This is true of everything for Clay, from the time he gets out of bed in the morning until he washes off the smell of fish at night. Every single step is a defiant I-will-do-this.

"He never considered himself handicapped," says his 74-year-old maternal grandmother, Jane Gann. Clay and his parents, Clarence and Beverly Dyer, have lived in the same Hamilton, Alabama, home with Jane and her husband, Pride, since 1991, when Beverly went back to the University of Alabama to pursue her doctorate in education. The eight acres of shaded land and the family support have proved to be as healthy as they are convenient — and have given the grandparents more time to marvel at Clay. Jane goes into the bathroom and demonstrates how Clay presses his electric razor within a stack of towels and moves his face around the rotating blades to shave. "He does the same thing with his toothbrush," she says. She has seen him do this for most of his 30 years, but she still speaks incredulously, as if describing how she saw a grizzly bear putting on a nightgown.

For the family, it isn't so much the act that fills a room with thick emotion. It's the accomplishment. "When he was growing up, they had a group of kids painting the steps at the football stadium," says Jane. "He said, 'I want to help.' I thought like a lot of people do: 'How? What's he going to do?' But we took him up there and dropped him off." The next day Jane was flipping through the newspaper, and stopped cold on a picture. It was Clay, with a paintbrush taped to his arm so he could help paint the steps.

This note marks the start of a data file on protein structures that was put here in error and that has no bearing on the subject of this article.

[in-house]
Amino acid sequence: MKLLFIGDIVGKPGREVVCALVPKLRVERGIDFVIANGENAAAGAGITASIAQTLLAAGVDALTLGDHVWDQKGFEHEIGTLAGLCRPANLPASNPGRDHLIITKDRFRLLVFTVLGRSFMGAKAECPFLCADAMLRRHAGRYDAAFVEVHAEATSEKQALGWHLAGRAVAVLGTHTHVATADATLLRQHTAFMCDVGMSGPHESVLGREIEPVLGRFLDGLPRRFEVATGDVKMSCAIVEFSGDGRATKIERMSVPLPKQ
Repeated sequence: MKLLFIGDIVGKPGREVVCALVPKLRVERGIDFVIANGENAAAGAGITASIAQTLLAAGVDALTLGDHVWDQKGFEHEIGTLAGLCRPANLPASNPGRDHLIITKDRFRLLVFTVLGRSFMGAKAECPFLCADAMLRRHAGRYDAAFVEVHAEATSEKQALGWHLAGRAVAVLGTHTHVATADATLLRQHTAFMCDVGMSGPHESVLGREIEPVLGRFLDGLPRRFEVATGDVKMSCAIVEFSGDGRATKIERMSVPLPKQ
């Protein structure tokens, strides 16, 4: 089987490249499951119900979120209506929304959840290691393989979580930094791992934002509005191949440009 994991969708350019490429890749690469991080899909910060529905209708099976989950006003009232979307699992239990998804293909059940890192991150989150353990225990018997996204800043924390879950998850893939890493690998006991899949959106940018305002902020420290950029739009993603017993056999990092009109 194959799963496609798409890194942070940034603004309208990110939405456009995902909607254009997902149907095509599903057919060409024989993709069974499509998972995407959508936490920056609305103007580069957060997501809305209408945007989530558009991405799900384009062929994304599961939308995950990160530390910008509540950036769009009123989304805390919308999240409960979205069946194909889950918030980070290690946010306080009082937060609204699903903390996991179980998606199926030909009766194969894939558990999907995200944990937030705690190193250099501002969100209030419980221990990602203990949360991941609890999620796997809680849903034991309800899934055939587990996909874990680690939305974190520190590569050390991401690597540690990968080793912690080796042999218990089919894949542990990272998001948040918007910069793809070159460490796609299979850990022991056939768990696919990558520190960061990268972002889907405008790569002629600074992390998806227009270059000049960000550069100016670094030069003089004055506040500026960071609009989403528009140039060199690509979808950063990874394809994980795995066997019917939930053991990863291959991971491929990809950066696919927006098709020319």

Nobody with even one good arm can fully understand how he drives his boat, a Ranger 520 VX. But there he is, tooling around Pickwick Lake, 80 miles north of Hamilton, softly quartering wakes at 65 mph. The only difference between his boat and the others on the FLW Tour is that Clay's has a traditional stick throttle instead of the foot pedal preferred on high-speed bass boats. He swings that knob between the steering wheel and throttle. The moves are at the same time quick and casual, a full-speed oxymoron. He pulls the boat into neutral, shuts down the motor and shimmies his body up to the forward casting deck. Watch. It all happens so fast. How'd he get the tackle box out? How'd he position the boat so perfectly with the trolling motor? How'd he get the weeds off the hook? There's a splash near the boat.

"Who's your daddy?" Clay says to a two-pound bass lying on the boat's carpet, just underneath his belt. How...?

"Ask any fisherman what's the last thing you'd give up, physically, and he'd probably say the fingers," says Clay's agent, Elvin Smith. "Somewhere near the top would be the legs. All the little things you and I don't think about become crucial when you're changing bait, untangling line or getting a fish into the livewell. I've fished with him. I watch. I still don't know how he does it."

There are no special effects.

"He has to follow the same rules as everyone else," says Dave Washburn, the FLW Tour's vice president of communications. "He has to perform on an even playing field. That said, when Clay comes to weigh-in with five fish, nobody can imagine how much more difficult it was for him to catch his limit."

On a stress-free nontournament morning on Pickwick, Clay stands in the bow, casting along a breakwall by squeezing the butt of his Fenwick rod under his chin and flinging his upper body — all he's got to give, literally — into the motion.